• 2015 Dallas Holocaust Museum/Center for Education and Tolerance Hope for Humanity Award
• 2017 American Architectural Foundation and United States Conference of Mayors Joseph P. Riley Jr. Award for Leadership in Urban Design
Rep. Eric Johnson with his son William on opening day of the legislature
Dallas Rep. Eric Johnson’s had a busy and successful session. His HB674 passed the House 135-10 and the Texas Senate by a vote of 22-9 and awaits signature by Gov. Greg Abbott.
The bill bans out-of-school suspensions for students in pre-K through second grade except in cases involving drugs, weapons or extreme violence. The law will also encourage school districts to implement research-based, positive disciplinary alternatives to out-of-school suspension.
“This might be the most important bill I’ve ever passed,” Johnson said. “The school-to-prison pipeline must be addressed in Texas, and this bill helps to shut off that pipeline by requiring us to work with some of our most vulnerable kids, rather than labeling them and writing them off.”
In addition, he got an employment non-discrimination bill and a gender pay parity bill out of committee and through the House.
Those are quite a few accomplishments during a session where the biggest priority has been making the lives of transgender people miserable.
From Grow South press release, the new trolley that stops near Bishop Arts District, not at Bishop Arts District, passes by a new, unwanted Soviet-style apartment block in Oak Cliff.
Dallas Mayor Mike Rawlings’ Grow South initiative is concentrating on all the wrong areas. Instead of working to get a supermarket with fresh fruits and vegetables into poorer neighborhoods in South Dallas, the victories claimed are mostly in and around booming Oak Cliff.
Bishop Arts District began to boom when Mayor Laura Miller — the only recent mayor Dallas has ever had from Oak Cliff — had street improvements done in the area. Restaurants, art galleries and studios and stores began filling Bishop Street at Davis Avenue and cross streets.
Once Bishop Arts became a success, North Dallas decided to move in.
The new streetcar from downtown was supposed to connect Bishop Arts with downtown. Instead, the new trolley stops in front of a major construction project several blocks away that will become Oak Cliff’s first Soviet-style apartment block atrocity (one that Oak Cliff residents don’t want).
Oak Cliff residents wanted nearby Adamson High School to be renovated. Tone-deaf DISD decided to tear down some historic buildings and build an unattractive new building instead.
Grow South also takes credit for an increase in neighborhood associations in north Oak Cliff. As the LGBT community began moving to Oak Cliff in the 1980s, buying and renovating houses and improving neighborhoods, they worked with the Old Oak Cliff Conservation League to create and expand neighborhood associations.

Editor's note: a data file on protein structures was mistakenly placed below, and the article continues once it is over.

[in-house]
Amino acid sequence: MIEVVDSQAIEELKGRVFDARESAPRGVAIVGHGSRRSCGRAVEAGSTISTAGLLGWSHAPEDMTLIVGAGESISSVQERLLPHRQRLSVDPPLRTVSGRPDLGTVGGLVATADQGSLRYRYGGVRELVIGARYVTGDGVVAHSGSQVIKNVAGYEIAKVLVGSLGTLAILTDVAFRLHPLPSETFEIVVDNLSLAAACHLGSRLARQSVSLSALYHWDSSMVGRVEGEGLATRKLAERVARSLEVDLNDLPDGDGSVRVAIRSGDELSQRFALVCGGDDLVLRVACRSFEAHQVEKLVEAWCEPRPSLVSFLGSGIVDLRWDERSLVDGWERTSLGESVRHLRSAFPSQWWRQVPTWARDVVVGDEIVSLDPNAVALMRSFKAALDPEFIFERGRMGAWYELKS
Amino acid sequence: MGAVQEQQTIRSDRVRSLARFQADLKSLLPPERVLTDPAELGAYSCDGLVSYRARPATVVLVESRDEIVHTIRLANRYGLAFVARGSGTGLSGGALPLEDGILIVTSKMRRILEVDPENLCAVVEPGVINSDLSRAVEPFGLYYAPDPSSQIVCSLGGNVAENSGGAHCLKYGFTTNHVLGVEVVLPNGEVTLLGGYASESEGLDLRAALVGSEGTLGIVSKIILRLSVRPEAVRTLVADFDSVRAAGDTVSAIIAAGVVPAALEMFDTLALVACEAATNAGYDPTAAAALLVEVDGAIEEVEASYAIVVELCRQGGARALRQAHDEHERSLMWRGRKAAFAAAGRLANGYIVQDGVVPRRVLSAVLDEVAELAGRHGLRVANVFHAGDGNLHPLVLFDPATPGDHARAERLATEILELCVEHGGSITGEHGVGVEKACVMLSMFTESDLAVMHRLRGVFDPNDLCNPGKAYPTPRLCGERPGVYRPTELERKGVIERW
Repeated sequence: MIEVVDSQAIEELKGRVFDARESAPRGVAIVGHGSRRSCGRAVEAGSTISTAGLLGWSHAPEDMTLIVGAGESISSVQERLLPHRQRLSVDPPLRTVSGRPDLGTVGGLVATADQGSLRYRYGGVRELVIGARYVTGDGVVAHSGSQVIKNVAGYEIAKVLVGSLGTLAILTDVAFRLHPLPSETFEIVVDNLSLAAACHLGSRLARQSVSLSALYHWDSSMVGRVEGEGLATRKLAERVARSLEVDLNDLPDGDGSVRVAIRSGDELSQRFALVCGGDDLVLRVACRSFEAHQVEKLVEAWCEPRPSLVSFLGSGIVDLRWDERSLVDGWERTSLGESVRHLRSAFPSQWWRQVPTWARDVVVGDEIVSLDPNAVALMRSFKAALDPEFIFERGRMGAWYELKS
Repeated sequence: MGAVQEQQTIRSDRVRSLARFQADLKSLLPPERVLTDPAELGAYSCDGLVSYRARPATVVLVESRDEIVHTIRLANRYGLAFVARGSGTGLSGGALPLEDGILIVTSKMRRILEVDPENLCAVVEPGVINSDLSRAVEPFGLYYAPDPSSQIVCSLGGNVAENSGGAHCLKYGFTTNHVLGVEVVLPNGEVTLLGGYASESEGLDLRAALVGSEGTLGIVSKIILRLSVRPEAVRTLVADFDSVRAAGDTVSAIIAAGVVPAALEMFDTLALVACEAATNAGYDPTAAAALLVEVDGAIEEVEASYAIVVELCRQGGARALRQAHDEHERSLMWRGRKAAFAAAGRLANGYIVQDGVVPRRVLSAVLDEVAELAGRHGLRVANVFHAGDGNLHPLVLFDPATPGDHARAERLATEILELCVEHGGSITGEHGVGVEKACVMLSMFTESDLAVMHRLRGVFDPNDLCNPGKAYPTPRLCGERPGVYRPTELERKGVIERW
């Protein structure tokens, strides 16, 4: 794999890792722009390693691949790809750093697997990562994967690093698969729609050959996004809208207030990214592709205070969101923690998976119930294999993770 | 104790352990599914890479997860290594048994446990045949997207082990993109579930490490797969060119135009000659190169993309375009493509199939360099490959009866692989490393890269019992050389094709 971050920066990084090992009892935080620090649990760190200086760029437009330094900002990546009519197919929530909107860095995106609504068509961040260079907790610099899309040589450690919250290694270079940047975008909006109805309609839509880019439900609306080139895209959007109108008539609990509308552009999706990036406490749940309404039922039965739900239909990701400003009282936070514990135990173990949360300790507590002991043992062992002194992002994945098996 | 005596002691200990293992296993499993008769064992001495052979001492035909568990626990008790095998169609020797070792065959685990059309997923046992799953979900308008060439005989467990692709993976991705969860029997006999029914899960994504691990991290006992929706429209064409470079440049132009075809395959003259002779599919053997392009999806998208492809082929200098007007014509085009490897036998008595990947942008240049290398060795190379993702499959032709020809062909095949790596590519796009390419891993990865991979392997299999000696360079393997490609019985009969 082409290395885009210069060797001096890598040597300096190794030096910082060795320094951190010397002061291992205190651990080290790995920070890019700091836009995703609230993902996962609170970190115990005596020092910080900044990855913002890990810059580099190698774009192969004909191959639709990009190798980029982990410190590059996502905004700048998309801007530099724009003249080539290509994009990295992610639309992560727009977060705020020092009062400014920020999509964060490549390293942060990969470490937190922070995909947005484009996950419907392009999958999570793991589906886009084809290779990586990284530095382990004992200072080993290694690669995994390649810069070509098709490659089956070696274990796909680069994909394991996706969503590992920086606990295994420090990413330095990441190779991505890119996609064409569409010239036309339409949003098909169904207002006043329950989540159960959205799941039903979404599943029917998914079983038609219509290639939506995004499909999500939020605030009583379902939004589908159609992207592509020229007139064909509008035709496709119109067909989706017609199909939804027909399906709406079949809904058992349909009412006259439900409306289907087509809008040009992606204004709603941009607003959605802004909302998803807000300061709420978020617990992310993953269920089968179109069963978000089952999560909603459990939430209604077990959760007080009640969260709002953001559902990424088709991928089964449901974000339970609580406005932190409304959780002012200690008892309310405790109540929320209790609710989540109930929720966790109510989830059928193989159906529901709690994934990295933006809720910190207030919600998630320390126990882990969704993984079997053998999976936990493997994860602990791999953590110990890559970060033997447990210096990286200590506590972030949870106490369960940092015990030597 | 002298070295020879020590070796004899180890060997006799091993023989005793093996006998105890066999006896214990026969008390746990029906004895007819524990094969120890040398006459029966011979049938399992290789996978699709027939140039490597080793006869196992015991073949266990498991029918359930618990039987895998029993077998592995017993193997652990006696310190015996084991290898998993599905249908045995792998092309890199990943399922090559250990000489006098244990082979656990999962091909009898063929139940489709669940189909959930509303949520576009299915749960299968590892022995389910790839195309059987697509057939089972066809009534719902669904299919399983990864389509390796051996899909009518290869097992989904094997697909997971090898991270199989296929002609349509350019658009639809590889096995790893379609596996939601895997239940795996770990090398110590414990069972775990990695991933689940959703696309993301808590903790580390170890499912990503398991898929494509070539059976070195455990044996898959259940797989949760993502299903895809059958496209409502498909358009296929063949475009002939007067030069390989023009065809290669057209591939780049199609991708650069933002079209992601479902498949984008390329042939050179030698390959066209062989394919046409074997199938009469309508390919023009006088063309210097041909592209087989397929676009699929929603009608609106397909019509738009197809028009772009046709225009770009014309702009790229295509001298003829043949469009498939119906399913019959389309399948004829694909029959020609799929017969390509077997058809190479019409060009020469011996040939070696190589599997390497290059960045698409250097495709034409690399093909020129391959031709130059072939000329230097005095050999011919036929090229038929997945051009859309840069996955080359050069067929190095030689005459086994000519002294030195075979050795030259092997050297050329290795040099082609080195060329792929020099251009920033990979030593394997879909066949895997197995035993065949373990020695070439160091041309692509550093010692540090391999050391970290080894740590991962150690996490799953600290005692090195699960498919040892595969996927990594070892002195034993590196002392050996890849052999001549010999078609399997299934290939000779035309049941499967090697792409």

However, the city gets no credit for Oak Cliff’s neighborhood associations that really were improving neighborhoods until Grow South dedicated itself to destroying some of these neighborhoods to benefit developers.
One ridiculous metric Grow South seems to use is increasing population: “Notable trends: Construction of new apartments has increased population and households,” Grow South notes in its latest press release.
Stuffing people into an area isn’t an improvement. Making Oak Cliff look like currently-being-destroyed-by-overdevelopment Oak Lawn isn’t a good thing. While North Dallas seems to need a CVS on every corner, Oak Cliff doesn’t.
Old Oak Cliff Conservation League has helped keep Oak Cliff one of Dallas’ most diverse and livable areas for decades. OOCCL’s new mission should be to drive Grow South out of Oak Cliff.
According to Texas Competes, the bathroom bill has created $216 million in bad publicity for Texas.
“And the national headlines are just beginning,” Texas Competes warned in a recent tweet.
Lt. Gov. Dan Patrick called passage of some sort of bathroom bill one of the two most important priorities of this legislative session. Although his pet bathroom bill — with Sen. Lois Kolkhurst’s name on it as author — passed easily in the Senate, it was shunted aside in the House. So Patrick has managed, in the waning days of the session, to tack it on as an amendment to unrelated legislation and, failing that, has threatened to force a special session to get it passed.
During the current legislative session, 25,774 articles have been written about the attempts to pass a bathroom bill to discriminate against transgender Texans. Of those, 20,000 were written out of state, according to Texas Competes. Meltwater, a media tracking service, was used to generate the data. Of that, 73 percent of the coverage was negative while 2 percent was positive. In other words, the coverage generally put Texas in a bad light, especially as a bad place to do business.